This means if the 29 Palms Band of Mission Indians say their proposed trust transfer is for the purpose of “housing, environmental protection or cultural preservation” the State agencies would then not be able to oppose the transfer. But once it is sovereign land, the tribe could then change their mind and build a casino at any time.

State agencies work together for the purpose of protecting the resources of the state. This bill means agencies such as Cal Trans or State Highway Patrol could not say that a big development would impact our highway.

We need to make phone calls, send letters, and write emails opposing SB 162. Better yet go to Sacramento on June 20th to testify.

Your letter can be as simple as:

Please list Your Organization/our your name in opposition to SB 162. SB 162 Proposes to abdicated California’s responsibilities to all California citizens to benefit tribal entities. The bill would prohibit a state agency from opposing specified fee-to-trust land acquisition applications. (c) A state agency shall not oppose a fee-to-trust land acquisition application that is for the purpose of housing, environmental protection, or cultural preservation. A fee-to-trust land acquisitions can greatly impact local communities and we should NOT be giving up any of the already meager oversight that the State of California currently maintains.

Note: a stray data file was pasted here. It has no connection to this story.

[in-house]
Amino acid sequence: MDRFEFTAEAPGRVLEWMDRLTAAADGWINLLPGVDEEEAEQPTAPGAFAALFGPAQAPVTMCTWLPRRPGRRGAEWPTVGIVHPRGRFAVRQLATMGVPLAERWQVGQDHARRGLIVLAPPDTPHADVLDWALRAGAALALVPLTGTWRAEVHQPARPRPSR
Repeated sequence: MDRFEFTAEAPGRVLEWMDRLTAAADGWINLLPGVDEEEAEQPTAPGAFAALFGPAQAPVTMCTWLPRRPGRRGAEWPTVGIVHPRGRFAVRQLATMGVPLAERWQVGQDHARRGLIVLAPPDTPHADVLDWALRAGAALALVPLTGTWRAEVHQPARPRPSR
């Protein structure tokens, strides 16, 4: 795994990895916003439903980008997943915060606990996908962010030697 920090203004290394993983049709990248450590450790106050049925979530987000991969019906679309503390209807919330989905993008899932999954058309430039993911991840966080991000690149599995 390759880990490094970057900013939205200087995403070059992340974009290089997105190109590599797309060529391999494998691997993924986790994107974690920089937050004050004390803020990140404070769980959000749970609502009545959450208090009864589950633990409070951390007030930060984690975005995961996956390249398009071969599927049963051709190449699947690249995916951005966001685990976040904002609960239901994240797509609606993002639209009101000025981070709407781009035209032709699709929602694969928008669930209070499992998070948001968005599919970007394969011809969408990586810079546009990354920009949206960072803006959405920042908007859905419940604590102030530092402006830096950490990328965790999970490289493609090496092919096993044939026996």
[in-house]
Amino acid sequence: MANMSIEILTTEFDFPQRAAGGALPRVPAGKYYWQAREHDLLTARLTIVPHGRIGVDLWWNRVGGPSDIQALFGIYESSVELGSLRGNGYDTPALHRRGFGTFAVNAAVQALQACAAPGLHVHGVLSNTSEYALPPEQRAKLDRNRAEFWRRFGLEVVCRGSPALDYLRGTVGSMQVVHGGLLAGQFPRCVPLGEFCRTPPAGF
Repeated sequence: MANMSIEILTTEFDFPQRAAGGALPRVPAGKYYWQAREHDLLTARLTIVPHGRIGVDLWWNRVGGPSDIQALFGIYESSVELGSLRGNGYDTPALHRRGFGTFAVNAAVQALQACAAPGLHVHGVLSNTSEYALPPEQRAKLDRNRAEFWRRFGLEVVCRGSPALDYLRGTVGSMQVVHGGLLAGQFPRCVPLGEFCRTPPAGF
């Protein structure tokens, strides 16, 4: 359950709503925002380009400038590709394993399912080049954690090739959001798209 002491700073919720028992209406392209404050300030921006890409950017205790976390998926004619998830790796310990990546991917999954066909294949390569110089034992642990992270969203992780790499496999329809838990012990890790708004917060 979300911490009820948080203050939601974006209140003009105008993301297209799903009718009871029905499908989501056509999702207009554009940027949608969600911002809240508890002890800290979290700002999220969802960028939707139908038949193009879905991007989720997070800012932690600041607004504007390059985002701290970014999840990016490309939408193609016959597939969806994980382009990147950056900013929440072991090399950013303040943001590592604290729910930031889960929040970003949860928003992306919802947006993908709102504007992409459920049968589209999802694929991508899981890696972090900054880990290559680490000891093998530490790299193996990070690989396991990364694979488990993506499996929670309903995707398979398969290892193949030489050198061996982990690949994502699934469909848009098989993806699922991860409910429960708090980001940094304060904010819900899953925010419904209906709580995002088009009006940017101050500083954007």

Thank you,

To have your letter included in the Bill’s analysis fax your letter to:

Assembly Member Isadore Hall III, Chair of the Governmental Organization Committee

916.319.3979 fax

The bill analysis will then list your group in opposition.

Here is listed all of the members of the Government Organizations Committee. An email or phone call to all of them will make a difference. Our representative Paul Cook is on the committee.

Assembly Member Paul Cook (Dist. 65)